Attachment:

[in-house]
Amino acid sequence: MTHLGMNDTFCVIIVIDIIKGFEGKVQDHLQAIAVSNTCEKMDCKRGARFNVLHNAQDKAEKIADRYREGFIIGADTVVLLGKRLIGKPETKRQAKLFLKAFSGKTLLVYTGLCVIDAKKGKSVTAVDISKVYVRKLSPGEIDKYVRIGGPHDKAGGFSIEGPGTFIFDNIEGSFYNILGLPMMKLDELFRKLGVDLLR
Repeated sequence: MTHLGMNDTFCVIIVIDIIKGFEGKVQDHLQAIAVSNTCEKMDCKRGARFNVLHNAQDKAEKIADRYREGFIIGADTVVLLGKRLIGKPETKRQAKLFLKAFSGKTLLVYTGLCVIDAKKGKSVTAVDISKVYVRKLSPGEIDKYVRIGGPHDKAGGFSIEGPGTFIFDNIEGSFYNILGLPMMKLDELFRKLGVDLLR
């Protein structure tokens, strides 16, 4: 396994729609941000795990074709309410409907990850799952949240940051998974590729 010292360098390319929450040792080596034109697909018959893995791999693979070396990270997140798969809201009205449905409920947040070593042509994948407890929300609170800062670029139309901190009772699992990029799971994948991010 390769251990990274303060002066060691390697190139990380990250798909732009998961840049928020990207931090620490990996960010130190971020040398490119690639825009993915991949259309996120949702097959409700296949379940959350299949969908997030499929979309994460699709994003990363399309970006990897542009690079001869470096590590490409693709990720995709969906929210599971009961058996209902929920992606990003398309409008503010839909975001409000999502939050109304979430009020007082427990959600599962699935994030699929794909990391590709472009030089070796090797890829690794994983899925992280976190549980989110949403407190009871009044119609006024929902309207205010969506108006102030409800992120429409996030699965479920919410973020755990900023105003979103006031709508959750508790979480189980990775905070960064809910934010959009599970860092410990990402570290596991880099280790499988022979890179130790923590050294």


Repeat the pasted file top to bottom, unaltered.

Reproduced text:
[in-house]
Amino acid sequence: MTHLGMNDTFCVIIVIDIIKGFEGKVQDHLQAIAVSNTCEKMDCKRGARFNVLHNAQDKAEKIADRYREGFIIGADTVVLLGKRLIGKPETKRQAKLFLKAFSGKTLLVYTGLCVIDAKKGKSVTAVDISKVYVRKLSPGEIDKYVRIGGPHDKAGGFSIEGPGTFIFDNIEGSFYNILGLPMMKLDELFRKLGVDLLR
Repeated sequence: MTHLGMNDTFCVIIVIDIIKGFEGKVQDHLQAIAVSNTCEKMDCKRGARFNVLHNAQDKAEKIADRYREGFIIGADTVVLLGKRLIGKPETKRQAKLFLKAFSGKTLLVYTGLCVIDAKKGKSVTAVDISKVYVRKLSPGEIDKYVRIGGPHDKAGGFSIEGPGTFIFDNIEGSFYNILGLPMMKLDELFRKLGVDLLR
């Protein structure tokens, strides 16, 4: 396994729609941000795990074709309410409907990850799952949240940051998974590729 010292360098390319929450040792080596034109697909018959893995791999693979070396990270997140798969809201009205449905409920947040070593042509994948407890929300609170800062670029139309901190009772699992990029799971994948991010 390769251990990274303060002066060691390697190139990380990250798909732009998961840049928020990207931090620490990996960010130190971020040398490119690639825009993915991949259309996120949702097959409700296949379940959350299949969908997030499929979309994460699709994003990363399309970006990897542009690079001869470096590590490409693709990720995709969906929210599971009961058996209902929920992606990003398309409008503010839909975001409000999502939050109304979430009020007082427990959600599962699935994030699929794909990391590709472009030089070796090797890829690794994983899925992280976190549980989110949403407190009871009044119609006024929902309207205010969506108006102030409800992120429409996030699965479920919410973020755990900023105003979103006031709508959750508790979480189980990775905070960064809910934010959009599970860092410990990402570290596991880099280790499988022979890179130790923590050294």